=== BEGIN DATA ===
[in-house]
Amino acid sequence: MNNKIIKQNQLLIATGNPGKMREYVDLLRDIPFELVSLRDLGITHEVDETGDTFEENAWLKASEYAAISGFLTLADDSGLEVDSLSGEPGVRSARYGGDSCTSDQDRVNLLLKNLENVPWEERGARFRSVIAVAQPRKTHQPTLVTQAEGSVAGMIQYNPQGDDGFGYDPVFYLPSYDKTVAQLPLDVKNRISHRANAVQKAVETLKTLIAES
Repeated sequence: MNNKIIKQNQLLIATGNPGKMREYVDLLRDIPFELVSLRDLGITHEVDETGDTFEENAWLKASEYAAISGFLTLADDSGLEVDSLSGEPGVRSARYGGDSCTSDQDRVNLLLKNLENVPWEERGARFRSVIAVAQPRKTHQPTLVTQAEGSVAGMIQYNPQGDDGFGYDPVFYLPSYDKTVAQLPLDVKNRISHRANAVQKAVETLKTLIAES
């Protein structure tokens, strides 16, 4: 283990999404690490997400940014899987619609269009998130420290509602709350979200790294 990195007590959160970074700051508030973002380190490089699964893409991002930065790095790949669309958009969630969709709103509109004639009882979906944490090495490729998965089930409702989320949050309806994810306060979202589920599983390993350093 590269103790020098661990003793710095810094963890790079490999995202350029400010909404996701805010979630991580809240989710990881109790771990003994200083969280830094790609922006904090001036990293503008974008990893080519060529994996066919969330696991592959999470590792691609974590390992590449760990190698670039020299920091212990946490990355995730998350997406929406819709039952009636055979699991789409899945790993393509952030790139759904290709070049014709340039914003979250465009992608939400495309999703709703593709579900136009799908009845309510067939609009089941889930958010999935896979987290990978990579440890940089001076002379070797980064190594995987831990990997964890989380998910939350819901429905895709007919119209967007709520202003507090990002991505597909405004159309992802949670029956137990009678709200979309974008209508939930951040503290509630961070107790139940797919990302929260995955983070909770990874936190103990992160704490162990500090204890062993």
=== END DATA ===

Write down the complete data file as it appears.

[in-house]
Amino acid sequence: MNNKIIKQNQLLIATGNPGKMREYVDLLRDIPFELVSLRDLGITHEVDETGDTFEENAWLKASEYAAISGFLTLADDSGLEVDSLSGEPGVRSARYGGDSCTSDQDRVNLLLKNLENVPWEERGARFRSVIAVAQPRKTHQPTLVTQAEGSVAGMIQYNPQGDDGFGYDPVFYLPSYDKTVAQLPLDVKNRISHRANAVQKAVETLKTLIAES
Repeated sequence: MNNKIIKQNQLLIATGNPGKMREYVDLLRDIPFELVSLRDLGITHEVDETGDTFEENAWLKASEYAAISGFLTLADDSGLEVDSLSGEPGVRSARYGGDSCTSDQDRVNLLLKNLENVPWEERGARFRSVIAVAQPRKTHQPTLVTQAEGSVAGMIQYNPQGDDGFGYDPVFYLPSYDKTVAQLPLDVKNRISHRANAVQKAVETLKTLIAES
């Protein structure tokens, strides 16, 4: 283990999404690490997400940014899987619609269009998130420290509602709350979200790294 990195007590959160970074700051508030973002380190490089699964893409991002930065790095790949669309958009969630969709709103509109004639009882979906944490090495490729998965089930409702989320949050309806994810306060979202589920599983390993350093 590269103790020098661990003793710095810094963890790079490999995202350029400010909404996701805010979630991580809240989710990881109790771990003994200083969280830094790609922006904090001036990293503008974008990893080519060529994996066919969330696991592959999470590792691609974590390992590449760990190698670039020299920091212990946490990355995730998350997406929406819709039952009636055979699991789409899945790993393509952030790139759904290709070049014709340039914003979250465009992608939400495309999703709703593709579900136009799908009845309510067939609009089941889930958010999935896979987290990978990579440890940089001076002379070797980064190594995987831990990997964890989380998910939350819901429905895709007919119209967007709520202003507090990002991505597909405004159309992802949670029956137990009678709200979309974008209508939930951040503290509630961070107790139940797919990302929260995955983070909770990874936190103990992160704490162990500090204890062993």